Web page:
Singing is Good for You. Singing with Others May be Even Better.

Singing is Good for You. Singing with Others May be Even Better.

It’s choirs’ social environment that enhances the already positive effects of singing, says Katey Warran, a research fellow in social science at University College London. Warran coordinated Sing With Us and studies how arts interventions affect health outcomes. Singing is calming, which produces physiological benefits, but joining a singing group is also about making “meaningful” relationships, Warran says. 

The choir met on Wednesdays in a London church, and if the Tube was on strike, it took Hazel Hardy two buses across the city to get there — but no matter. By the time she entered the hall, she says, she’d “escaped whatever was outside,” including her cancer.

The choir members, who met from 2016 to 2018, were all familiar with cancer — they were patients, caregivers and oncologists — but they didn’t discuss it. They were there to sing. To have a bit of fun and meet people. For Hardy, who had been diagnosed with breast cancer shortly before joining the group, it was a “new kind of family.”

After rehearsals, some of the singers provided a saliva sample to researchers examining whether singing affected their health and mood — and it did, positively. The “Sing With Us” study, which enrolled Hardy and 192 others, is part of a growing body of research that points to the physical and mental health benefits of singing with others. Sing With Us linked singing in the choir to reduced stress hormones and increased cytokines, proteins that can boost the body’s ability to fight serious illness.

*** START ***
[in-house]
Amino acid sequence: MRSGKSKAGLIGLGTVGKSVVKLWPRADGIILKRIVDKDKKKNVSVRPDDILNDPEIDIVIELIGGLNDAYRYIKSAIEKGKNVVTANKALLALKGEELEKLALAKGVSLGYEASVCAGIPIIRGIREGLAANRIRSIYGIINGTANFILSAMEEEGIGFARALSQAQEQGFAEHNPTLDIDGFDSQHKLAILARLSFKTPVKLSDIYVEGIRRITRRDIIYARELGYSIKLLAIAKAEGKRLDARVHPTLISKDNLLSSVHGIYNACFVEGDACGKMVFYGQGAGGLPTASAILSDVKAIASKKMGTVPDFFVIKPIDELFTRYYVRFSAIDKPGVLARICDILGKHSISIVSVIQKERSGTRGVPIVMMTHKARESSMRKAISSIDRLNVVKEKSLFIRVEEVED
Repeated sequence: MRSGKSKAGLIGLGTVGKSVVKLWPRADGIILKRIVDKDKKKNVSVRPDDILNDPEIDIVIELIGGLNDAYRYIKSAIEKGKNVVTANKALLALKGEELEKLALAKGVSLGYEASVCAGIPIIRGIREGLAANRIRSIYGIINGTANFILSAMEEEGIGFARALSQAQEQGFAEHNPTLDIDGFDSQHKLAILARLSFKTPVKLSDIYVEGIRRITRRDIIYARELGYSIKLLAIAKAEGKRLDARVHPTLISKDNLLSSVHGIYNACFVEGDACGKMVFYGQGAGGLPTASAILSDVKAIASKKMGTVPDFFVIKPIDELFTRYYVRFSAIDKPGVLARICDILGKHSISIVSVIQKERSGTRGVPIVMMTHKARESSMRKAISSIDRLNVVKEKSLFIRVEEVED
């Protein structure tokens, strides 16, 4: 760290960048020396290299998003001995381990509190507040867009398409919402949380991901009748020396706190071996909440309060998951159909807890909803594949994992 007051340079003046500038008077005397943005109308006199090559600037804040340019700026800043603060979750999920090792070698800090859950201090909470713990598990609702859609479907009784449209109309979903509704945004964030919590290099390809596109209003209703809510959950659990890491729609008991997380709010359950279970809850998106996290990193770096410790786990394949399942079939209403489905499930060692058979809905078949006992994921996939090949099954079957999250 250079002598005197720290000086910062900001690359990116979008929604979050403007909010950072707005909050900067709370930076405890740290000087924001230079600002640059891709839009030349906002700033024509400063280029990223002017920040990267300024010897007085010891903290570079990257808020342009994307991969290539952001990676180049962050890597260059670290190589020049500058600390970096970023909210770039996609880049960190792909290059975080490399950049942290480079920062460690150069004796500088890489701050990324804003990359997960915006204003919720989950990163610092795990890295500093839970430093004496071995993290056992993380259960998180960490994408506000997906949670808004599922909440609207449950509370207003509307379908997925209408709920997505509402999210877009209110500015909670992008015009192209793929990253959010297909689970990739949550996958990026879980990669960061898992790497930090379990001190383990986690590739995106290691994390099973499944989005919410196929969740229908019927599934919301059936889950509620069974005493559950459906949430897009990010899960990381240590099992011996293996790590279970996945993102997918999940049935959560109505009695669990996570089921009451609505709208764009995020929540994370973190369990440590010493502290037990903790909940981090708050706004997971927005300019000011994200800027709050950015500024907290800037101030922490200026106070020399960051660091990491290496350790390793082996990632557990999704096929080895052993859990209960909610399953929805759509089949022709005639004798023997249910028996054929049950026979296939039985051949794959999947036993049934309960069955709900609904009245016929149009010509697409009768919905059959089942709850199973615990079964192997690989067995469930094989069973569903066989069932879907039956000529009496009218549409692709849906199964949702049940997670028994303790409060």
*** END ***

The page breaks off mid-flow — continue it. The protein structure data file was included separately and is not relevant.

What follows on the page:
Other studies have found a connection between singing generally with lessened anxietystimulated memory for those with dementia, increased lung capacity and an easing of postpartum depression.

Building Social Bonds, Collective Joy

Singing groups such as choirs support the “total growth of the human being,” says Stanley Thurston, who founded the Heritage Signature Chorale in D.C. to preserve African American choral music and serves as its artistic director. Although many choirs in the United States operate out of churches, plenty of others are community based, including Heritage.

Choirs are large families, he says, and singing in them promotes social bonding, which contributes to a sense of belonging and joy. Research bears this out: Studies have found that group singing fosters trust, cooperation and social cohesion.

But choirs and singing have also been associated with the spread of the coronavirus during the pandemic, although at least one study has raised questions about this. These days, many have scaled back covid protocols such as requiring masks at all rehearsals but still ask singers to monitor their health and stay home with a sore throat, fever, congestion or excessive coughing.

Other ensembles now offer virtual rehearsal options. It’s a new world, and “trying to keep everyone healthy” is part of a choir director’s job, Thurston says.

In the United States, choir singing has not fully regained its pre-pandemic popularity, says Liza W. Beth, vice president of communications and membership for Chorus America, an advocacy organization. But in 2019, some 54 million Americans sang in choirs, and those who did were found to be more optimistic, more likely to vote, less lonely, possessed stronger relationships and were more likely to contribute positively to their communities than non-singers.

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